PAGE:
The legal and most common sources of greywater are the showers, tubs, bathroom sinks, and clothes washer. These sources account for over half of all the water used inside a residence. Other legal sources of greywater are the tail water from non-salt generating water conditioners, Jacuzzis, and utility basins, basically anything but kitchen and toilet water. Never include salt water brine from an ion-exchange water softener.

The most cost effective sources of greywater are the regularly used showers, tubs, and clothes washer. While you may have many bathrooms in your home, usually only those producing greywater on a regular bases are cost effective to include. Reverse osmosis systems waste a lot of very good water that can be used in our systems.

If one of your extra bathrooms receives guests more often than other guest bathrooms, it might pay to include its shower/tub. If your home is in the middle of the desert relying on a well that may go dry, plumbing every legal source is probably cost effective for you.

INSTALLATION NOTE: It is always more cost effective to state on your original plumbing plan that you want certain drains separated into a greywater main line. Have that mainline taken to where you want the ReWater filter system to sit, with an overflow to the sewer, and a vent.

You should also include at least a 1” (ideally 2”) fresh water line brought to that filter location. If you do not state all this on your original plumbing plan, you’ll later be charged for a “change order” by your plumber. Change orders cost many times more than if you included it originally.

In California, use the California Plumbing Code (CPC), which is based on the Uniform Plumbing Code. There may a local amendment. Note that the CPC differs from the UPC. In some other states, the UPC is the governing code for the plumbing, and there may be a local amendment as well.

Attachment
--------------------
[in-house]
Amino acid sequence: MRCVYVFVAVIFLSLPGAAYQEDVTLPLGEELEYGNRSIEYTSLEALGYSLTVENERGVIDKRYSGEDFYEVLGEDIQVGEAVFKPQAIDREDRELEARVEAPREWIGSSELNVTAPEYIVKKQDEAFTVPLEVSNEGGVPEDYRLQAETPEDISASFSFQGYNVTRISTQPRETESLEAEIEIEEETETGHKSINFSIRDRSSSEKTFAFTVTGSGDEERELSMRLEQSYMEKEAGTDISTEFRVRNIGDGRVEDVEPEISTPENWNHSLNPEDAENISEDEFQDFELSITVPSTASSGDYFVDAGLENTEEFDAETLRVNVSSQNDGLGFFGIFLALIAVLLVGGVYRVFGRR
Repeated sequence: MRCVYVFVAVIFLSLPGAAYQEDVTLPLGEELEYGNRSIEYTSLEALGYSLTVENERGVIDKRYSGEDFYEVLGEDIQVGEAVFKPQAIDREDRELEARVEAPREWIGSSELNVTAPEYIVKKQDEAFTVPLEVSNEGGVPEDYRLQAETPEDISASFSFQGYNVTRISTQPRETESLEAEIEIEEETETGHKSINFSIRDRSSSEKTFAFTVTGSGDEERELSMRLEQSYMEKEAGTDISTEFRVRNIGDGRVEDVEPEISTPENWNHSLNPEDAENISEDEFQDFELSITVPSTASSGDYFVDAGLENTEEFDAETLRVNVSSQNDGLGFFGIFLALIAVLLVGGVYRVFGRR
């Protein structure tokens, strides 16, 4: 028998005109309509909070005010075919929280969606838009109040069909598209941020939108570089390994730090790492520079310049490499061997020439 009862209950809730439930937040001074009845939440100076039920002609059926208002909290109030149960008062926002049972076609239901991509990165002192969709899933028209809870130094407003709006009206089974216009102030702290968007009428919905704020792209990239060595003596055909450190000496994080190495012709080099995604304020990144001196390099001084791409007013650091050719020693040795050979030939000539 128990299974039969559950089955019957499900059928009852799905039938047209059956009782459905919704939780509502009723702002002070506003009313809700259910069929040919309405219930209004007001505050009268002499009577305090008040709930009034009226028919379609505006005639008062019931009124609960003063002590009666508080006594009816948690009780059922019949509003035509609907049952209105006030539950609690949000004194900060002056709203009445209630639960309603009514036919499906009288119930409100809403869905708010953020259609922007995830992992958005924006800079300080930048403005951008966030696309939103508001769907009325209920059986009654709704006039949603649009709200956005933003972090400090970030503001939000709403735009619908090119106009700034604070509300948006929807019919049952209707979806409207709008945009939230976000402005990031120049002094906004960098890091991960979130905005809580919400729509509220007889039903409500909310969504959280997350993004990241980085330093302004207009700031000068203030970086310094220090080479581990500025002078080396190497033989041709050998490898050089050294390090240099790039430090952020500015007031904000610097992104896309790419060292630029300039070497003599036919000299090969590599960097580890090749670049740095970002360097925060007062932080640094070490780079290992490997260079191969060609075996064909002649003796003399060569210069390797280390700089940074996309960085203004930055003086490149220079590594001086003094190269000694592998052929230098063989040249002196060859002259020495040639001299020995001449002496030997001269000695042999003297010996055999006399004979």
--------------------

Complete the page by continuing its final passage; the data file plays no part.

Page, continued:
Install a reduced pressure principle device (RP device) on the fresh water source that supplies water to the filter system. Some jurisdictions feel a 2019 change to the UPC requires an air gap on that supply pipe. Either way, this water is used to backwash the sand filter and to provide supplemental water for irrigation. This is handy for when there’s not enough greywater to fulfill the entire irrigation schedule on any given day, like when you go on vacation. Without the RP device or air gap, there is a chance of greywater contacting your fresh water supply in the event of a major upstream water supply disruption that causes a reverse flow in your water lines.

The picture to the right is of a surge tank (foreground) and filter vessel (behind) in an underground vault. The black ABS pipes are unpressurized and the white PVC pipes will be pressurized while is use. Displacing a filter from the surge tank requires extending all those pipes (and some wiring too).